Sunday, February 16, 2014

My favorite 2013 – International cooperation and surgeries for monkeys and others - Thanks to our advisors!

The amazing Dr. Brodeur surrounded by most the 2013 vet crew

Wow how time moves at lightning speed, relentless and with little down time to write! There are still so many more stories to tell and people to thank. Thinking about the best of 2013 I have to thank our Panel of Advisors and foremost our veterinarians! My gratitude is beyond words. I will try anyways.

I would like to start by thanking all for advising us frecuently via email. Your help is tremendously valuable. We could not do without. Our field is too broad. Then I would love to highlight and especially thank Drs. Gilbert Brodeur and Adolf Maas for advising AND for coming to visit to assist with needed surgeries in Belize which BWRC was not equipped for, nor was I experienced enough in them, nor could we find a veterinarian or even human Dr. in the country to do them. This applied in particular to the cases of the Howler Monkeys Livvy and Spartacus, as well as Vesper the dog and Diego the Margay.

Livvy the howler monkey had undergone her entire process of rehabilitation under the amazing care of Wildtracks directors Paul and Zoe Walker, without major complications. But then, only days before transferring into the pre-release enclosure, only weeks before release... her carer came to the enclosure to see her with one functionless arm in obvious pain.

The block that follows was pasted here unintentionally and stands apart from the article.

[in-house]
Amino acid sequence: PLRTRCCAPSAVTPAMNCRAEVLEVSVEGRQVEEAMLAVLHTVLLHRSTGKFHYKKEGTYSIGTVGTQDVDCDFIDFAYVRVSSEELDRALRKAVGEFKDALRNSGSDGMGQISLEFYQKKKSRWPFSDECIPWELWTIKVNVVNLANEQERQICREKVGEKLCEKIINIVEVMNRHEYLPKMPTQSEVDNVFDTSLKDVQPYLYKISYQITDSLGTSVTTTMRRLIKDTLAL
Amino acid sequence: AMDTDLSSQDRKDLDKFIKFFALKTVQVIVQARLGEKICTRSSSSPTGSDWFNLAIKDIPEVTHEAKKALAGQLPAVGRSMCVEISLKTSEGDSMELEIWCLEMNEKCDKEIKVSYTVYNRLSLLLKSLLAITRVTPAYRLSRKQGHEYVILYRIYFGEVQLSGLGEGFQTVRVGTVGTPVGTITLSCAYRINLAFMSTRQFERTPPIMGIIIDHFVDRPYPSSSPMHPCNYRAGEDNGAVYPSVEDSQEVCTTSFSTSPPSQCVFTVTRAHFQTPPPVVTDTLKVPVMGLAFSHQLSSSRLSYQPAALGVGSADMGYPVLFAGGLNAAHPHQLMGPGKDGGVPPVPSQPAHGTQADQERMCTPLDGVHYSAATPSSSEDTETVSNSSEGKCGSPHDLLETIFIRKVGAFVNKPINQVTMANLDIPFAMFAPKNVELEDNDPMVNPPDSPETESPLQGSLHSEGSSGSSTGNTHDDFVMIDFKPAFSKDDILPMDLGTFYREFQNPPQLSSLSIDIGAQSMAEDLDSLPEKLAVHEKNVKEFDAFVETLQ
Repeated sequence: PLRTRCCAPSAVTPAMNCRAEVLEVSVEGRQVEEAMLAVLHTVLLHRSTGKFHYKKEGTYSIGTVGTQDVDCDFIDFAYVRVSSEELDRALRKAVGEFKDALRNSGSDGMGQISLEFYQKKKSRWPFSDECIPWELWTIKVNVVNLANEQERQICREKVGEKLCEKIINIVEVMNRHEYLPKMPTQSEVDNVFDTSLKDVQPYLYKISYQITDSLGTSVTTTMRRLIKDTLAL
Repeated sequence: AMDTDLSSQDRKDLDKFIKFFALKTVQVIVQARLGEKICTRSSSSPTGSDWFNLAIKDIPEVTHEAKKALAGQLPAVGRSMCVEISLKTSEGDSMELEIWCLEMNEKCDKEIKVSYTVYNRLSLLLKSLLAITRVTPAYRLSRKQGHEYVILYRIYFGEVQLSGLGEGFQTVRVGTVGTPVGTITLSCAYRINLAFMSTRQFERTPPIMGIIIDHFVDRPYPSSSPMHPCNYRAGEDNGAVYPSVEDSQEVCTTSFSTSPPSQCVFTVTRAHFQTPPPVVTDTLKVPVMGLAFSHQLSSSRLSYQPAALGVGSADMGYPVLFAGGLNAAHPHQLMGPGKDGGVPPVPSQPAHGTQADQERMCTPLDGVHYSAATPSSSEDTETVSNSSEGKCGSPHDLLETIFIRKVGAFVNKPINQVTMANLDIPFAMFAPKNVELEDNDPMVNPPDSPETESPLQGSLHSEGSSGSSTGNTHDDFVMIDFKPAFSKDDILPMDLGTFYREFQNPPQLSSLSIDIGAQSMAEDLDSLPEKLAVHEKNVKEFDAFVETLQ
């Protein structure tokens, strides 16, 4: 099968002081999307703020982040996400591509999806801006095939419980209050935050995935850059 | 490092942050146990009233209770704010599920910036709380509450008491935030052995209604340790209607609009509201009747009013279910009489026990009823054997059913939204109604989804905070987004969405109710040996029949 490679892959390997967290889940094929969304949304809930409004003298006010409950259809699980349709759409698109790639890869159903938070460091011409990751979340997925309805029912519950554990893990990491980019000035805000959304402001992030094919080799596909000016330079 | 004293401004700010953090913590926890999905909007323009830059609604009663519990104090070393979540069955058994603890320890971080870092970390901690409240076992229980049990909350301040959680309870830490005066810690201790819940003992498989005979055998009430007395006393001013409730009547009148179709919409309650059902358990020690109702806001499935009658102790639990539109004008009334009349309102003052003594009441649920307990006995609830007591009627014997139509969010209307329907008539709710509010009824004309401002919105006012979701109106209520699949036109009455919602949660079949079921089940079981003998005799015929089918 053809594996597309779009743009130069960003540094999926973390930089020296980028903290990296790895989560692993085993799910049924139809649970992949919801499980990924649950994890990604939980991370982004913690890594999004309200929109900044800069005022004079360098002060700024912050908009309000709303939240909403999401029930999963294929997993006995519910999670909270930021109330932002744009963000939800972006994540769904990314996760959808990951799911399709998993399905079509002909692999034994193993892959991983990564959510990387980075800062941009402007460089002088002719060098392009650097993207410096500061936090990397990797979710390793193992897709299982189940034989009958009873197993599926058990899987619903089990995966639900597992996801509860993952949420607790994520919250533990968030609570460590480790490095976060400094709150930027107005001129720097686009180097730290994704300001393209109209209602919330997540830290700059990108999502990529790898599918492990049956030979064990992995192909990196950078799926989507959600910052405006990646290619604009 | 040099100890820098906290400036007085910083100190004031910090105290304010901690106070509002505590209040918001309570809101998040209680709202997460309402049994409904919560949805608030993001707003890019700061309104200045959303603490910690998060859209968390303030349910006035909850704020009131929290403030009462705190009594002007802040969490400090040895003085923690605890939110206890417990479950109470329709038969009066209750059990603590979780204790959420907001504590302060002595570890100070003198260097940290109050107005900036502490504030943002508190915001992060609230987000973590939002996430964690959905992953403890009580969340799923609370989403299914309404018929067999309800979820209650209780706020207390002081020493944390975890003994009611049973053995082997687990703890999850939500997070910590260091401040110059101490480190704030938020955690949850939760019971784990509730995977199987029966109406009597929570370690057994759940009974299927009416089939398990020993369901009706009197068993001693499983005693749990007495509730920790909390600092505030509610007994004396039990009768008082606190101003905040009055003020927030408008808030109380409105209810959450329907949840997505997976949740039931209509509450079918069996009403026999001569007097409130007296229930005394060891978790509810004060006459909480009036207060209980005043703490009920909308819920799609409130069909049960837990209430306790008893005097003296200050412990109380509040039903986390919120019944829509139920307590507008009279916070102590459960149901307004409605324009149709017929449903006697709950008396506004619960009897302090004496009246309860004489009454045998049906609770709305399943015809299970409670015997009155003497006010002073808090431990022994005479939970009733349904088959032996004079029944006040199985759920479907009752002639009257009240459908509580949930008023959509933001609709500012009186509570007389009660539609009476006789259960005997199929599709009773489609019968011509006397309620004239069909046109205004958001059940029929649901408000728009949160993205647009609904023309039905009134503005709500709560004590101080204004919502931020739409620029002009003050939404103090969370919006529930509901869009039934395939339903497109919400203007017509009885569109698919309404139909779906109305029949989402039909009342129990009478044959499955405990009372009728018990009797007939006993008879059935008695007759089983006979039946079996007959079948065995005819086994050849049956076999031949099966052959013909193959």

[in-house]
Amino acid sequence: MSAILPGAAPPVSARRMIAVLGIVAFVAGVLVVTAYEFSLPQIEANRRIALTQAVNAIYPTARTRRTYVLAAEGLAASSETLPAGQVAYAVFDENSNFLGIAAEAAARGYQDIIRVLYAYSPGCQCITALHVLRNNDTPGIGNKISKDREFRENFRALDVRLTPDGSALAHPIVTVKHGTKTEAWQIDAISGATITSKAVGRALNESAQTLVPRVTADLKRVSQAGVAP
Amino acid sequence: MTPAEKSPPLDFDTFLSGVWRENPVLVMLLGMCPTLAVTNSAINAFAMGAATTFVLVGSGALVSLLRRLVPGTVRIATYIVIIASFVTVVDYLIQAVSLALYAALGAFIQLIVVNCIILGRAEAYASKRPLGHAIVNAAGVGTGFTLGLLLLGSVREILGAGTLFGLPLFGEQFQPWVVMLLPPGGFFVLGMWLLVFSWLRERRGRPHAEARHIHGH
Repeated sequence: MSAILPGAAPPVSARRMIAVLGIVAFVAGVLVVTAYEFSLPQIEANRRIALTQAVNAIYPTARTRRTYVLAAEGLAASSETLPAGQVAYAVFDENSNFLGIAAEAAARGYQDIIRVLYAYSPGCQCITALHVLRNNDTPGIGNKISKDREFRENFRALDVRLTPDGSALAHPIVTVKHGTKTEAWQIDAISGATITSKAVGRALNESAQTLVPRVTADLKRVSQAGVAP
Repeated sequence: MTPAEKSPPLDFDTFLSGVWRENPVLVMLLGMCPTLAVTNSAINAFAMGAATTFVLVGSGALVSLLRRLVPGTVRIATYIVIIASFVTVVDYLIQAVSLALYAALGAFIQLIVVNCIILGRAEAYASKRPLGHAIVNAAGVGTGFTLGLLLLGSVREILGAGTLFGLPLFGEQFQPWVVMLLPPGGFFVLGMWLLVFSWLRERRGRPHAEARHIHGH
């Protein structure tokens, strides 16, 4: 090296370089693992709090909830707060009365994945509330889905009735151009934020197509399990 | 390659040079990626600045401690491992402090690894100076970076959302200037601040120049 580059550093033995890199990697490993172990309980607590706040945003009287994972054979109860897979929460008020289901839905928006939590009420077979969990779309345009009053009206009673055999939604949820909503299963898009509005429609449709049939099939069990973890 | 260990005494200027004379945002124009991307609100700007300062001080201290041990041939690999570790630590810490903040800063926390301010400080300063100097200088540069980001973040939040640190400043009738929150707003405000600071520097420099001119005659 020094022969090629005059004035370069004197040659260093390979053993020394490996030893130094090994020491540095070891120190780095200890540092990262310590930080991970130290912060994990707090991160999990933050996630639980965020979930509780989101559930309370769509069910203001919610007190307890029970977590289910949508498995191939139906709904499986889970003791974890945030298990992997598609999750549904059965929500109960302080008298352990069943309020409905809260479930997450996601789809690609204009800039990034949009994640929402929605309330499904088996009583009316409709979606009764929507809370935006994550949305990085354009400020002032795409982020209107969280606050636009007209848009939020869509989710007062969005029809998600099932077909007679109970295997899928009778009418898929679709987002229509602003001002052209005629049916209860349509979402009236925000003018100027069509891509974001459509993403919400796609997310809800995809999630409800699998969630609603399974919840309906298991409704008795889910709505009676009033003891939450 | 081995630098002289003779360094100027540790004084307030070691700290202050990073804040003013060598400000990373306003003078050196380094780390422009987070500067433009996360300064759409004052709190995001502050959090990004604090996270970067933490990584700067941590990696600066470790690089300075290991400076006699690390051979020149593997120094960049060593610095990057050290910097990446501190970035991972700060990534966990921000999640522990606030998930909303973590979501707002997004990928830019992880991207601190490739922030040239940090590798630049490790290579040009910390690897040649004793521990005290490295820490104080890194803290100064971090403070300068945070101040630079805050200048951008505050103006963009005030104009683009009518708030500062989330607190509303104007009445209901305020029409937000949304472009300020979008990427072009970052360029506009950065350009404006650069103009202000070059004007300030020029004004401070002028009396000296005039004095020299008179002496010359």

It turned out Livvy had an extremely rare, and severe, dislocation of her ellbow, where basically any connecting tissue between the 3 bones, was destroyed. This injury was described in 11 cases in the literature, in humans. We studied a case of a professional gymnast, and compared. We were consoled to find that human Drs had taken the same approach that we had taken the first Sunday at BWRC. It had failed for them as it did for us. We were able to replace the ulna and humerus, but the radius kept slipping. The same happened to the human gymnast. But then 3 weeks in the human Drs. in the developed country made a special articulated external fixator, and the patient returned to professional gymnastics!

Unfortunately for us and Howler monkey Livvy in Belize that was not possible without help.
Thanks to networking, and particular thanks to my student Meghan we were put in contact with several surgeons including Dr. Gilbert Brodeur. Dozens of emails and hours of writing and reading later, networking and fundraising, thanks to Wildtracks and many others, Dr. Gilbert arrived in Belize. He came to spend 6 days with us and not only attempt an ingenious method at repairing Livvies fusing elbow and reconstructing her circular ligament, but also to help us repair Spartacus arm. For those who remember, Spartacus is the monkey in our logo. While all patients are special, this one is extra special to me. I credit him for pushing me "over the edge" to start a wildlife clinic myself. After treating him under my house I no longer wanted to continue working mobile and “in field” only, without a proper medical facility for wildlife. It was because of him, and a serious but lucky car accident, that I decided I finally had to be more vocal about my passion and mission, ask for help and grants, in order to leave something behind once I am gone. So I looked for grant support, saw “Inspiration in Action” contest and the story continues.